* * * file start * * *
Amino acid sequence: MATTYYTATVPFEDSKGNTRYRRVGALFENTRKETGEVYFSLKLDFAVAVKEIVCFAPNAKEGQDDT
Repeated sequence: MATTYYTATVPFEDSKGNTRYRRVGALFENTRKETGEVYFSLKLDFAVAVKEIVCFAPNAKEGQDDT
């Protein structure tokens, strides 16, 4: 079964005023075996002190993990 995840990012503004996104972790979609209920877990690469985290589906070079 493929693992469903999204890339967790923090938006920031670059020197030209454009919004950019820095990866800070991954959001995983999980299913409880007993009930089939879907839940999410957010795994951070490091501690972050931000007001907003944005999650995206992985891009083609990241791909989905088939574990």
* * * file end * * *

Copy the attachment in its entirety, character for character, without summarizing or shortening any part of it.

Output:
Amino acid sequence: MATTYYTATVPFEDSKGNTRYRRVGALFENTRKETGEVYFSLKLDFAVAVKEIVCFAPNAKEGQDDT
Repeated sequence: MATTYYTATVPFEDSKGNTRYRRVGALFENTRKETGEVYFSLKLDFAVAVKEIVCFAPNAKEGQDDT
């Protein structure tokens, strides 16, 4: 079964005023075996002190993990 995840990012503004996104972790979609209920877990690469985290589906070079 493929693992469903999204890339967790923090938006920031670059020197030209454009919004950019820095990866800070991954959001995983999980299913409880007993009930089939879907839940999410957010795994951070490091501690972050931000007001907003944005999650995206992985891009083609990241791909989905088939574990």